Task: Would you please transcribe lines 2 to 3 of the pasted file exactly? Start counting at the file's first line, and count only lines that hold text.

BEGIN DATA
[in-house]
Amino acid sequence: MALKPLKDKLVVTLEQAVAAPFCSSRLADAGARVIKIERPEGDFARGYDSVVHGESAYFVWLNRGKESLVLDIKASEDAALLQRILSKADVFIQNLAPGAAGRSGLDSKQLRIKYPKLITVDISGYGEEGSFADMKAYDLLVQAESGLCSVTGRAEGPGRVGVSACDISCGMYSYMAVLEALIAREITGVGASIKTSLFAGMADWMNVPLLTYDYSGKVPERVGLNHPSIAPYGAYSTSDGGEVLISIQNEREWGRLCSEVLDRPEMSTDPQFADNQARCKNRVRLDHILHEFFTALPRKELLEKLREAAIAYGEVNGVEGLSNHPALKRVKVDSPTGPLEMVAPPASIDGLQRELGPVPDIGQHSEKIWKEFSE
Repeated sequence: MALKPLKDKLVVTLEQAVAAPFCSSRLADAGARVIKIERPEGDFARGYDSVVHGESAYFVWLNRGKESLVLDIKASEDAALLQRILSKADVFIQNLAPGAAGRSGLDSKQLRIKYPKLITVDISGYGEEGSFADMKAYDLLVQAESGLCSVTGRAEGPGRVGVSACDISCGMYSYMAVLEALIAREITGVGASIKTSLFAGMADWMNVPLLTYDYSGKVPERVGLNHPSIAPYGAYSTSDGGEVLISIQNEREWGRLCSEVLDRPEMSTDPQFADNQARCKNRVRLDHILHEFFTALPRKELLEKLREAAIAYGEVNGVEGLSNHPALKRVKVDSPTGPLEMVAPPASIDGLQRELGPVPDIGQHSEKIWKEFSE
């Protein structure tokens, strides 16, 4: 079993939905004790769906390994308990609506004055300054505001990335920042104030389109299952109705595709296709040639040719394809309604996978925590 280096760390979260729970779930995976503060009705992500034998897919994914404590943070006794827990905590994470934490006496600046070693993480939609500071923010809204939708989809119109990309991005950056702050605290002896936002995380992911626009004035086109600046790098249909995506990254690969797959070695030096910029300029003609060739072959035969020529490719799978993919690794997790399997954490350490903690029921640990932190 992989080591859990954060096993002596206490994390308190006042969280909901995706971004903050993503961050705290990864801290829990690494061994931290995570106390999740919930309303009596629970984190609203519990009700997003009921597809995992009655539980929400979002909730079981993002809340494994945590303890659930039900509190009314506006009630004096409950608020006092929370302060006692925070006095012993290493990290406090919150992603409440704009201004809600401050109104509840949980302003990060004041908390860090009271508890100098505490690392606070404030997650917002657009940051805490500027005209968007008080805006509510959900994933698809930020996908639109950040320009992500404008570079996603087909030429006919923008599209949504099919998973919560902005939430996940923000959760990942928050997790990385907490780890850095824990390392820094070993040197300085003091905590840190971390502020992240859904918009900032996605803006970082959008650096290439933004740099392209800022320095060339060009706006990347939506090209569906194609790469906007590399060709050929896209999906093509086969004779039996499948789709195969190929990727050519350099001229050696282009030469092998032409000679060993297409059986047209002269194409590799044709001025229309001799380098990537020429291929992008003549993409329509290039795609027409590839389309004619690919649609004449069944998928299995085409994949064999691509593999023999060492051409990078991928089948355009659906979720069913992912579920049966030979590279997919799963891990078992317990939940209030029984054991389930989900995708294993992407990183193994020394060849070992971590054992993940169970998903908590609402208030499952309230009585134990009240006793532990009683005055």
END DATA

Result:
Amino acid sequence: MALKPLKDKLVVTLEQAVAAPFCSSRLADAGARVIKIERPEGDFARGYDSVVHGESAYFVWLNRGKESLVLDIKASEDAALLQRILSKADVFIQNLAPGAAGRSGLDSKQLRIKYPKLITVDISGYGEEGSFADMKAYDLLVQAESGLCSVTGRAEGPGRVGVSACDISCGMYSYMAVLEALIAREITGVGASIKTSLFAGMADWMNVPLLTYDYSGKVPERVGLNHPSIAPYGAYSTSDGGEVLISIQNEREWGRLCSEVLDRPEMSTDPQFADNQARCKNRVRLDHILHEFFTALPRKELLEKLREAAIAYGEVNGVEGLSNHPALKRVKVDSPTGPLEMVAPPASIDGLQRELGPVPDIGQHSEKIWKEFSE
Repeated sequence: MALKPLKDKLVVTLEQAVAAPFCSSRLADAGARVIKIERPEGDFARGYDSVVHGESAYFVWLNRGKESLVLDIKASEDAALLQRILSKADVFIQNLAPGAAGRSGLDSKQLRIKYPKLITVDISGYGEEGSFADMKAYDLLVQAESGLCSVTGRAEGPGRVGVSACDISCGMYSYMAVLEALIAREITGVGASIKTSLFAGMADWMNVPLLTYDYSGKVPERVGLNHPSIAPYGAYSTSDGGEVLISIQNEREWGRLCSEVLDRPEMSTDPQFADNQARCKNRVRLDHILHEFFTALPRKELLEKLREAAIAYGEVNGVEGLSNHPALKRVKVDSPTGPLEMVAPPASIDGLQRELGPVPDIGQHSEKIWKEFSE